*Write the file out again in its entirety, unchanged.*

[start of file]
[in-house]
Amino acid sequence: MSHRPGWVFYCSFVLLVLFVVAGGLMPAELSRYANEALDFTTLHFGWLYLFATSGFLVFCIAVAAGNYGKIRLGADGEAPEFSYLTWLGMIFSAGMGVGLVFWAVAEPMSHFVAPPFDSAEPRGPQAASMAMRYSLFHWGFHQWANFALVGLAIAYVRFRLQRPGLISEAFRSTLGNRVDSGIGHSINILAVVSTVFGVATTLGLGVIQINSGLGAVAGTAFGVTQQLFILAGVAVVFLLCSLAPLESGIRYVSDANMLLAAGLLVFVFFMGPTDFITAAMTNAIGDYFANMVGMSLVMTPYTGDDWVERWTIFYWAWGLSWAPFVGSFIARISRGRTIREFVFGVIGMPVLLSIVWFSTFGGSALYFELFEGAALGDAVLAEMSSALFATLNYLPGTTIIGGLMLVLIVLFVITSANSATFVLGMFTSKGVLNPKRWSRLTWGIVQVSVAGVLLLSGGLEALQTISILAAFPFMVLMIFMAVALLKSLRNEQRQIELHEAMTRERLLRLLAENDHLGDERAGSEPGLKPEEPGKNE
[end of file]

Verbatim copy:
[in-house]
Amino acid sequence: MSHRPGWVFYCSFVLLVLFVVAGGLMPAELSRYANEALDFTTLHFGWLYLFATSGFLVFCIAVAAGNYGKIRLGADGEAPEFSYLTWLGMIFSAGMGVGLVFWAVAEPMSHFVAPPFDSAEPRGPQAASMAMRYSLFHWGFHQWANFALVGLAIAYVRFRLQRPGLISEAFRSTLGNRVDSGIGHSINILAVVSTVFGVATTLGLGVIQINSGLGAVAGTAFGVTQQLFILAGVAVVFLLCSLAPLESGIRYVSDANMLLAAGLLVFVFFMGPTDFITAAMTNAIGDYFANMVGMSLVMTPYTGDDWVERWTIFYWAWGLSWAPFVGSFIARISRGRTIREFVFGVIGMPVLLSIVWFSTFGGSALYFELFEGAALGDAVLAEMSSALFATLNYLPGTTIIGGLMLVLIVLFVITSANSATFVLGMFTSKGVLNPKRWSRLTWGIVQVSVAGVLLLSGGLEALQTISILAAFPFMVLMIFMAVALLKSLRNEQRQIELHEAMTRERLLRLLAENDHLGDERAGSEPGLKPEEPGKNE